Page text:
Flying on airlines post-WWII and in the early jet age was a lot less unpleasant, but it was also a lot more expensive and the safety we have today just wasn't there. An example being, perhaps a trip to Rome from Chicago being about $450 in 1970 dollars which equals about $2500 today. That's about three times what you'd expect to pay for that fare on today's airlines. "One shot" trip life insurance was common then; go and get $150,000 worth of life insurance for the flight for a couple bucks, just in case.
 

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I think a lot of it really came about after the federal deregulation of the airlines in 1978. After that, the airlines controlled the pricing on the routes and were free to wage their capitalistic war on prices. That is what ultimately, I believe, led to all these big airline mergers and "more efficient" flights with more paying passengers/less empty seats, regional flights, etc... 9/11 really accelerated that too. It's a catch 22. Everyone wants cheaper fares, but the problem with cheaper fares is... well, you get what you pay for.

Flying on airlines post-WWII and in the early jet age was a lot less unpleasant, but it was also a lot more expensive and the safety we have today just wasn't there. An example being, perhaps a trip to Rome from Chicago being about $450 in 1970 dollars which equals about $2500 today. That's about three times what you'd expect to pay for that fare on today's airlines. "One shot" trip life insurance was common then; go and get $150,000 worth of life insurance for the flight for a couple bucks, just in case.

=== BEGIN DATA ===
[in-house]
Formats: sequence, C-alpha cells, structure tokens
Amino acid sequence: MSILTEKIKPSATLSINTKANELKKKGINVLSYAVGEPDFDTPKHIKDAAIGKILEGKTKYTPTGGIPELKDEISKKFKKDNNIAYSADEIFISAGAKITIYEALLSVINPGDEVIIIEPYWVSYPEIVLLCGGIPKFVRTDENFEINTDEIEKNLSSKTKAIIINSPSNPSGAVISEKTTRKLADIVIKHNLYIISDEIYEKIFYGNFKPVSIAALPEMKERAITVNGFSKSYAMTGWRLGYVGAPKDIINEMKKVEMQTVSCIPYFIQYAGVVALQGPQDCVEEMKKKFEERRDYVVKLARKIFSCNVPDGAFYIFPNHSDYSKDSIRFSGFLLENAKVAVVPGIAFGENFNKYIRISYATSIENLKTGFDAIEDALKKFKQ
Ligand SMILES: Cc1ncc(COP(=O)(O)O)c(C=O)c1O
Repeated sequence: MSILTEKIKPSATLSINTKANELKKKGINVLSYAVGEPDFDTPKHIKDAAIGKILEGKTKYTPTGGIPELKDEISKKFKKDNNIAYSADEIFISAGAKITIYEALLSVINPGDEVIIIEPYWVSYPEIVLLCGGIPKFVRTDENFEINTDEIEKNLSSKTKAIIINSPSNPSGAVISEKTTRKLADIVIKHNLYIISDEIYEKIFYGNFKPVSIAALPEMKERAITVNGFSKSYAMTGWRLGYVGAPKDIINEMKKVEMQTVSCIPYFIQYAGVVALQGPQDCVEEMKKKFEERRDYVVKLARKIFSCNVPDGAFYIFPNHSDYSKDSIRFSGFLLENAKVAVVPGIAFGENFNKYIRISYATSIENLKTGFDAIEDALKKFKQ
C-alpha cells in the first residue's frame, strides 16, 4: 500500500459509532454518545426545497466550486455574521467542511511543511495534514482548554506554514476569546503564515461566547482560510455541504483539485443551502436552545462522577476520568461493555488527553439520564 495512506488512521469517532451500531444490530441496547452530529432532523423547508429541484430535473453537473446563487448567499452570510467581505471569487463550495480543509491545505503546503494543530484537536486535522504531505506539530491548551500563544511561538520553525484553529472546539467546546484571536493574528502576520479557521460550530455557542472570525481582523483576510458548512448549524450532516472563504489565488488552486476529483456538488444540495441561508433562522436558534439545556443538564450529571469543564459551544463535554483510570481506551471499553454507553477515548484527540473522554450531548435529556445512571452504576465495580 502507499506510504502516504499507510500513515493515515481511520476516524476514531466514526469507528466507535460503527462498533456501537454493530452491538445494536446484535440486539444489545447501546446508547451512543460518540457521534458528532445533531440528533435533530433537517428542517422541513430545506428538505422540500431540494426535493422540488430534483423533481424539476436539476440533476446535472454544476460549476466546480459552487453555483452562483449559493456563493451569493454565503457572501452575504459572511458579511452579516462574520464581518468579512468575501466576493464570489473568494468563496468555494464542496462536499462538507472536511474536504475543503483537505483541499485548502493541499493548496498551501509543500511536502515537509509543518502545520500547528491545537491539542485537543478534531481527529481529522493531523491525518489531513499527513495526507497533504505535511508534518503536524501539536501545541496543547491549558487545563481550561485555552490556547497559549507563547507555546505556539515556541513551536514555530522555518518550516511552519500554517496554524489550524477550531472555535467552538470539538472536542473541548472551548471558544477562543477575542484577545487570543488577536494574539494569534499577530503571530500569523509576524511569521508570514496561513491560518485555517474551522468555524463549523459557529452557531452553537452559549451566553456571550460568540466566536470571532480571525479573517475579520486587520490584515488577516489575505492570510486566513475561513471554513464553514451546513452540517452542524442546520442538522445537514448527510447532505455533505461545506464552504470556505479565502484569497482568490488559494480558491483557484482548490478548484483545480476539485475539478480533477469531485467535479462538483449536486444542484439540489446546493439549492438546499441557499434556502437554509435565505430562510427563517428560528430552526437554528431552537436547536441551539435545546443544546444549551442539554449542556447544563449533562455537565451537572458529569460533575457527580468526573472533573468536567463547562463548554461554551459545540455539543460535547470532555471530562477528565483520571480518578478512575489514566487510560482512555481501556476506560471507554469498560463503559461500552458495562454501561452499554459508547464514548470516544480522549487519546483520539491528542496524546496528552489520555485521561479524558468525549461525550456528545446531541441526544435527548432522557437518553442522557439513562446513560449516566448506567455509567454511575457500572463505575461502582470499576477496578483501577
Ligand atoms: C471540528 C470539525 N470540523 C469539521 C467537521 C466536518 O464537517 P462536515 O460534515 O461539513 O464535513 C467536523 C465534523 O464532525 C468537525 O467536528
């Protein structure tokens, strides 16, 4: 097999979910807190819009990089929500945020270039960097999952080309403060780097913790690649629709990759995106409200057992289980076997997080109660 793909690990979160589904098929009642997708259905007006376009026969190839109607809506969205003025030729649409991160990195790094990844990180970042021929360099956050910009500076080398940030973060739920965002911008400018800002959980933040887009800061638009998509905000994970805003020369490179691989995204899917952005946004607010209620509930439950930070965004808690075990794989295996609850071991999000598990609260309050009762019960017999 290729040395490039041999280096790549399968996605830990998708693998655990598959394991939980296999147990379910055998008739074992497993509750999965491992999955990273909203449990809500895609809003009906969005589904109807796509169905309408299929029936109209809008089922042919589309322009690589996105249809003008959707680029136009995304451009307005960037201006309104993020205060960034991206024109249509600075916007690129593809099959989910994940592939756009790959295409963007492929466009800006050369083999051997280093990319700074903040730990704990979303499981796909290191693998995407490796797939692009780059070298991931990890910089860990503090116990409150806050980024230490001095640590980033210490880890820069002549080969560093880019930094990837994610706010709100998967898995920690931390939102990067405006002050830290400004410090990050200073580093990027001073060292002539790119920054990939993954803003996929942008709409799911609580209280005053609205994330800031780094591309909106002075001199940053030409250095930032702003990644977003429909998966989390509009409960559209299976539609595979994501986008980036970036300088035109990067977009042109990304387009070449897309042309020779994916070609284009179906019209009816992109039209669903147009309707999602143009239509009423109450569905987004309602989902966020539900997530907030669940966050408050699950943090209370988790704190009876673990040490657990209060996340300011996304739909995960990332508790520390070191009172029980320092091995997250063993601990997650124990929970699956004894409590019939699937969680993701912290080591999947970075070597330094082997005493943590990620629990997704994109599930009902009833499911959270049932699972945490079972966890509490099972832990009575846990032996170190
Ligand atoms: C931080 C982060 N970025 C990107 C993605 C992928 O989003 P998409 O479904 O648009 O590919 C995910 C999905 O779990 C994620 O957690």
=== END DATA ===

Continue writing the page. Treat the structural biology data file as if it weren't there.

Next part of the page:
Your math is close, I looked it up, although I wouldn't say that it was a lot more expensive in 1970 dollars. If anything the price - adjusted for inflation - has stayed the same. The price of $2,500 isn't about 3 times what you'd expect to pay, it's exactly what you'd expect to pay!

With a 90 day lead time the coach fair - Chicago (ODR) to Rome (FCO) for DEC 16 on DELTA as priced at their website is indeed about $2,700 to $2,950 - ONE Way!

For comparison, using my corporate travel agency to run a search for a round-trip ORD to FCO departure on DEC16 returning on JAN4/5 yields a fare range of $1,180 on Turkish Airways all the way to $4,500 on Polish Airways with the average price being $2,230 on Brussels Airlines.